Under the artistic direction of Celeste Fraser Delgado and Damián Rojo, in collaboration with musical director Brian Potts, Carnival Arts’s Siren Song was a tongue-in-cheek take on the meaning of luxury. The piece’s general narrative was imagined by youths and students from diverse backgrounds led by Fraser Delgado through the rhythmic patterns and visual aesthetics of Kongo, Yoruba, Ibo and African diasporic cultural traditions. It was subsequently developed during workshops held with Miami Bridge Homestead, PACE Center for Girls, Thomas Jefferson Middle School and Barry University throughout 2015–2016 and led by a wide array of leading art practitioners from Miami’s extensive cultural communities. Dancers and choreographers included Marisol Blanco and Yanui of Tradisyon Lakou Lakay; singers, Kaïsa and Ketli; and musicians, Arelan Torres and Ton Ton among others. Ultimately, the three-section work—a small processional of its own—transformed the Haitian folk character La Sirène into a contemporary figure imbued with self-affirming powers exemplary of multicultural formations thrust into the maelstrom of societal change.
Slithering through the narrow interstices in between the larger groups, Ernesto Neto presented a new version of Jibóia, the open-form, multi-performer, snake-like wearable net that is as much a warning of the perils of climate change as it is a homage to the potency of conscious action in countering its effects. Jibóia, appeared in flashes, streaming sideways through the main processional flow at various intervals, like the very flashes of consciousness that seize ever greater segments of society over this issue. First performed during the Global Climate March in Vienna in 2015, Jibóia was introduced in Miami courtesy of Thyssen-Bornemisza Art Contemporary (TBA21).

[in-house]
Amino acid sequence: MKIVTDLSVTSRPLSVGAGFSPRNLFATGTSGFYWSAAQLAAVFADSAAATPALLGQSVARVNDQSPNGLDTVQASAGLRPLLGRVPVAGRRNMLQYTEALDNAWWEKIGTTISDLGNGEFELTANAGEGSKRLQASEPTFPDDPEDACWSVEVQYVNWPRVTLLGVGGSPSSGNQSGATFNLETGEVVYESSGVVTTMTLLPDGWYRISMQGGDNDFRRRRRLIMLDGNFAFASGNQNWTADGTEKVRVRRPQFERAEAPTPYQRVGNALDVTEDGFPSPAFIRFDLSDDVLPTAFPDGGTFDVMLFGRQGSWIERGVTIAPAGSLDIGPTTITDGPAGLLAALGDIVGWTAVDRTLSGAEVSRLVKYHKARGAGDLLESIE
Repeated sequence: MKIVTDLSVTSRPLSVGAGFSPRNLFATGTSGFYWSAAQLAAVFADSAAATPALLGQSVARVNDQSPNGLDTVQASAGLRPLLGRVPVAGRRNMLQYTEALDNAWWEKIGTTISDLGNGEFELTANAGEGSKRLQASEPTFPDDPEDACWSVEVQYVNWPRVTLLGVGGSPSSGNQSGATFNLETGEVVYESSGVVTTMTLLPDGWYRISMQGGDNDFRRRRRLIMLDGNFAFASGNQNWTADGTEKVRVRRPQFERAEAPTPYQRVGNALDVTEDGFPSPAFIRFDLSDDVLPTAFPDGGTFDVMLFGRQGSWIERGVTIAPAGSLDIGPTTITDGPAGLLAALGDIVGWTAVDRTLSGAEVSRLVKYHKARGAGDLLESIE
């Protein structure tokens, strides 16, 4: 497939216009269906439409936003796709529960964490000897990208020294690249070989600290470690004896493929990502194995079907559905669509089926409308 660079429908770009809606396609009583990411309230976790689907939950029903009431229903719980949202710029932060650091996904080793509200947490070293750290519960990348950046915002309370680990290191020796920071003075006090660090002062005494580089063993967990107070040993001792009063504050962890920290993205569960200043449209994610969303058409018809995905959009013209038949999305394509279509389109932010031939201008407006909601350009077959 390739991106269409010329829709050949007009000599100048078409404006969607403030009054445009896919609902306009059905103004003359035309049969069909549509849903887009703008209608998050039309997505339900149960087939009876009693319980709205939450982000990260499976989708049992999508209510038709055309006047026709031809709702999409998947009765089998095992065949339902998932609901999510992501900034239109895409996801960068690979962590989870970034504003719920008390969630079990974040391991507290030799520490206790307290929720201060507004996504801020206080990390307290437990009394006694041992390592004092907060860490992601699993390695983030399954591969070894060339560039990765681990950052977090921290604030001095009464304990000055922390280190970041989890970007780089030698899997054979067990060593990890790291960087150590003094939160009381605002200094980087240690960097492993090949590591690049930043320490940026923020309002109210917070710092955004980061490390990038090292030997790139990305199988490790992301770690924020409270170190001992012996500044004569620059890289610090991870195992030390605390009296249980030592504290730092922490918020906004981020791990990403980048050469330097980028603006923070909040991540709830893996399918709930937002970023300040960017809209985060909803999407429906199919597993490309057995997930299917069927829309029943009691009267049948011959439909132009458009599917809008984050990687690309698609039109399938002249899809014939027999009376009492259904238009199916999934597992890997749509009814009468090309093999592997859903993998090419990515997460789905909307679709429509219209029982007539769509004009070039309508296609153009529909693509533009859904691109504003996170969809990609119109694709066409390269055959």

Marinella Senatore presented the second and to date largest iteration, in the United States, of her ongoing performative pedagogical platform, The School of Narrative Dance, a multidisciplinary nomadic school that strives to harness the emancipatory power of communal creative processes. Theatrically staged throughout the upper and lower levels of the architectural icons along Collins Avenue, and set into motion by the Miami’s myriad artistic communities and social organizations headed by dancer and choreographer Jojo Vela, the Miami Beach School of Narrative Dance featured cultural formations fostered by the new art district. In choosing to come from the opposite direction, against the northbound tide, The School of Narrative Dance Miami Beach highlighted the perils of its position, showing that another, ultimately more reflexive and mayhap more ethically challenging place exists and is worth striving for. In so doing, Senatore reminded us that parades, like the march of history, want to go forward, yet often don’t.